Mediterranean Coast & the Rif Mountains
Caught between the crashing waves of the Mediterranean and the rough crags of the Rif Mountains, northern Morocco is one of the most charming parts of the country. Tangier, the faded libertine of a port that links Africa and Europe, has shed its shady past to enjoy a rebirth as fashionable Moroccan riviera. To the east, the coast is dotted with high cliffs and sandy coves; the area booms as a Moroccan holiday destination.
The charming pastel blue medina of Chefchaouen deserves its reputation as a magnet for travellers, while Tetouan boasts the food and architecture of the Spanish protectorate era. Echoes of Spain continue with the medieval fortresses and modernist architectural treasures of the enclaves of Ceuta and Melilla.
Inland, you can get away from everything with treks in the Rif and walking in the little-visited remote Beni-Snassen 'national park'.
These are our favorite local haunts, touristy spots, and hidden gems throughout Mediterranean Coast & the Rif Mountains.
This recently refurbished museum is housed in the former sultan's palace of Dar El Makhzen. The focus is on the history of the area from prehistoric times to the 19th century. Exhibits are well-presented in French and Arabic only. Work your way anticlockwise around the first courtyard before heading inside to the rest of the displays, followed by a walk in the charming Andalusian garden.
This museum, in an elegant five-storey mansion, is a must-see: Morocco was the first country to recognise the United States by opening its ports to the fledgling nation in 1777, and this was the first piece of American real estate abroad, as well as the only US National Historic Landmark on foreign soil.
St Andrew's Church is one of the more charming oddities of Tangier. Completed in 1894 on land granted by Sultan Hassan, the interior of this Anglican church is decorated in high Fassi style, with the Lord’s Prayer in Arabic over the altar. Behind the altar is a cleft that indicates the direction of Mecca, with carved quotes from the Quran.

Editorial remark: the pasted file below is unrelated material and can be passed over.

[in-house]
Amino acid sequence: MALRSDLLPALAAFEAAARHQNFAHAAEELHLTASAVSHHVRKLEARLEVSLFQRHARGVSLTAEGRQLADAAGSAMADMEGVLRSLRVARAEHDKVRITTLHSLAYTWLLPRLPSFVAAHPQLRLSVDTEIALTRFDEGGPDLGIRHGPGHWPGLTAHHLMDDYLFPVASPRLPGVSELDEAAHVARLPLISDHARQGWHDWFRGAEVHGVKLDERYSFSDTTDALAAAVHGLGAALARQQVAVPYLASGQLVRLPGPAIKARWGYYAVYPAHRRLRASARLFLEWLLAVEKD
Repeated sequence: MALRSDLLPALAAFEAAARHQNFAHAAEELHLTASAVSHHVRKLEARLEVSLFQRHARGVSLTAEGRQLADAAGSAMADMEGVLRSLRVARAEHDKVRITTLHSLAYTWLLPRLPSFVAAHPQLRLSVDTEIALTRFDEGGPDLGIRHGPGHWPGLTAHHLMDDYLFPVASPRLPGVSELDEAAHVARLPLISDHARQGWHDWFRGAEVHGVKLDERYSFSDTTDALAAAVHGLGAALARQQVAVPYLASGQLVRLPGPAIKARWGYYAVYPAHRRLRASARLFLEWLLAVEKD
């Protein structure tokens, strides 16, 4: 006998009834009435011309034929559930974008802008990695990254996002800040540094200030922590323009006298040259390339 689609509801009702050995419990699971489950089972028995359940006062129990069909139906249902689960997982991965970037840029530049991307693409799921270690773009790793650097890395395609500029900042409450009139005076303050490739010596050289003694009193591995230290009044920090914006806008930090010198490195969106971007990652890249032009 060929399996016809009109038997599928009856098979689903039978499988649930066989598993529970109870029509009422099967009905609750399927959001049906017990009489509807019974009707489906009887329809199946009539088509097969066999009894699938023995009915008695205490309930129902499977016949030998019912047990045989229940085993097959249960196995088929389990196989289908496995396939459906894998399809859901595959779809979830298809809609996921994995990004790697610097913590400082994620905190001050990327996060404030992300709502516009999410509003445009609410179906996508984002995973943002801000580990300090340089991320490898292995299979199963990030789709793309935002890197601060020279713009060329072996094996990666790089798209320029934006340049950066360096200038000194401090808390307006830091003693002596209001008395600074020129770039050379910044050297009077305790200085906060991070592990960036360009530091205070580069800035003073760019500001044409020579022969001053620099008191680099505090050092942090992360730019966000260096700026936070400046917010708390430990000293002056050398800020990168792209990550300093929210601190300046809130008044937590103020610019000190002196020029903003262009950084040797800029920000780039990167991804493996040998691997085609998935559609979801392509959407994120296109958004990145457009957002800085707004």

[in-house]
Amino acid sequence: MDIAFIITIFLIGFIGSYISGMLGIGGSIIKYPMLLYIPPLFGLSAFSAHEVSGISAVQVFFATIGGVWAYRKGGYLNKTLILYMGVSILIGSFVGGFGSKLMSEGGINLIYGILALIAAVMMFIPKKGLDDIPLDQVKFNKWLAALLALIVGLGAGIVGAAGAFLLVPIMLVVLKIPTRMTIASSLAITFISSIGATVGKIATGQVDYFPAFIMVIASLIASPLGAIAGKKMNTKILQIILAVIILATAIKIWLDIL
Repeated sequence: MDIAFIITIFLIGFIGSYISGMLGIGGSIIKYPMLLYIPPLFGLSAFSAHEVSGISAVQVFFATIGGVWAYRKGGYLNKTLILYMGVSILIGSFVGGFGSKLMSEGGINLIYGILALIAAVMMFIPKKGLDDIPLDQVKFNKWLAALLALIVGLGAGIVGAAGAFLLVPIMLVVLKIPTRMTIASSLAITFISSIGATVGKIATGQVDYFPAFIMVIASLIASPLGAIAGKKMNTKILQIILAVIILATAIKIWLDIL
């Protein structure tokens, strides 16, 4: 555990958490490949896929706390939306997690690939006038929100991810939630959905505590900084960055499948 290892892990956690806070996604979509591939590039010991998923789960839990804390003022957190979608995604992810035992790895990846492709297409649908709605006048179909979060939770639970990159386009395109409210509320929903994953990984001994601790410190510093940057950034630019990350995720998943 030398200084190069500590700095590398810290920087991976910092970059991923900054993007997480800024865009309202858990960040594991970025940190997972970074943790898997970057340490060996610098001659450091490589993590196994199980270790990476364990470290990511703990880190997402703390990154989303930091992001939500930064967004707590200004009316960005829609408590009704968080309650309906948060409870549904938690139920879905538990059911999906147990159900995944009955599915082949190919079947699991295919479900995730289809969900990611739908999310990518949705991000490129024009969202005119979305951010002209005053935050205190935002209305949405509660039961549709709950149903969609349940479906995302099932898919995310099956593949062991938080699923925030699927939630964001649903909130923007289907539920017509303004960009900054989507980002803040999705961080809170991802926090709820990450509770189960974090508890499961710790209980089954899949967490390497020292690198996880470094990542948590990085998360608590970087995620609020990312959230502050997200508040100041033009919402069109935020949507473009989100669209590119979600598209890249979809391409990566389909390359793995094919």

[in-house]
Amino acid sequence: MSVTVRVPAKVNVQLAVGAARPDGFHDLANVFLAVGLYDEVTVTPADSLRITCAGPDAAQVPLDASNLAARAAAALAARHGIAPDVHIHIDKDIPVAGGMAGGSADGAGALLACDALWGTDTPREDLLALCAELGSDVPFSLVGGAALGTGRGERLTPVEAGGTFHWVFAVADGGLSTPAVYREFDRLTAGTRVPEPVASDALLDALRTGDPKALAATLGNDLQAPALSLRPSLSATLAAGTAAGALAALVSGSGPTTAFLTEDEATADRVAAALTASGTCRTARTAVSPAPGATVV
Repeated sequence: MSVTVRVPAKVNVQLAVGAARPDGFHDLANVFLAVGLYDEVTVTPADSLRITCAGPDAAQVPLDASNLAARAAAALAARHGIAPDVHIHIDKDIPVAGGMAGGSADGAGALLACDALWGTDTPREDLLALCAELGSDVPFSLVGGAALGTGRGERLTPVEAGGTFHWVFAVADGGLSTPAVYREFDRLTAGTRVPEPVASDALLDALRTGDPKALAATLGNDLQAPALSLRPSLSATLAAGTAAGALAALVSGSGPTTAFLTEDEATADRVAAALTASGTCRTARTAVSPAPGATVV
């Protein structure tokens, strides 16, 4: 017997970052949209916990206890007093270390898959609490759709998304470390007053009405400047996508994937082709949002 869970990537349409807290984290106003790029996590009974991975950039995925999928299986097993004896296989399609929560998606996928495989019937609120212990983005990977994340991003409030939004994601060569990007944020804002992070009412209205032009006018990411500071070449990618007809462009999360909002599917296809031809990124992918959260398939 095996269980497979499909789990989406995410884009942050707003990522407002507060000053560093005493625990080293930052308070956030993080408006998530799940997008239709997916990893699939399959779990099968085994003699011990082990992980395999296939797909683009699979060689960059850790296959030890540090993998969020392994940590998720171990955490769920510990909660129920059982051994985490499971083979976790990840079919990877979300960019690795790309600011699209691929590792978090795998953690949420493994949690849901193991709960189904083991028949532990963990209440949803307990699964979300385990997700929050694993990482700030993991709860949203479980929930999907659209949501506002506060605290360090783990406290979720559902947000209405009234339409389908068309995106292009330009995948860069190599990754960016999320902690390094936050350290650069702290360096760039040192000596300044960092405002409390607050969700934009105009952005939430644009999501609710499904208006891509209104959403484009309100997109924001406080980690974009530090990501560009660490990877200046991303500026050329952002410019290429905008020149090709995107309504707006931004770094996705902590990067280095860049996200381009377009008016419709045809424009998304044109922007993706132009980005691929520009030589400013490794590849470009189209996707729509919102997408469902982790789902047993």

The Grand Socco is the romantic entrance to the medina, a large, sloping, palm-ringed plaza with a central fountain that stands before the keyhole gate, Bab Fass. Once a major market, its cobblestone circle is now the end of the line for taxis, the point at which the modern streets narrow into the past.
Winding alleyways, cute doorways and charming plazas all in many shades of blue – this is what has attracted millions to this tiny village in the Rif Mountains, and there's no sign tourism will let up. Despite overcrowding, Chefchaouen's medina is still well worth the visit.
The medina, the top attraction of Tangier, is a labyrinth of alleyways both commercial and residential. It's contained by the walls of a 15th-century Portuguese fortress, although most buildings are actually relatively new for a Moroccan medina. The place is full of travellers' treasures and offers glimpses of traditional living. Sadly, local touts can be more of a bother here than nearly anywhere else in Morocco.
This was once the most notorious crossroads of Tangier, the site of drug deals and all forms of prostitution. Today the facades are freshly painted, tourists abound, and it’s a wonderful square for people watching over a mint tea.
About 45 minutes from Akchour (1.5km), a huge reddish-brown stone arch towers 25m above the river Oued Farda. Unbelievably, the bridge wasn't carved by human hand, but rather by the river's flow over countless millennia. As the river carved a path deeper and deeper, it left the bridge high and dry.
This is the charming heart of Ceuta, with manicured tropical plantings, a square of freshly renovated cobblestone pathways and some of the city’s finest architecture.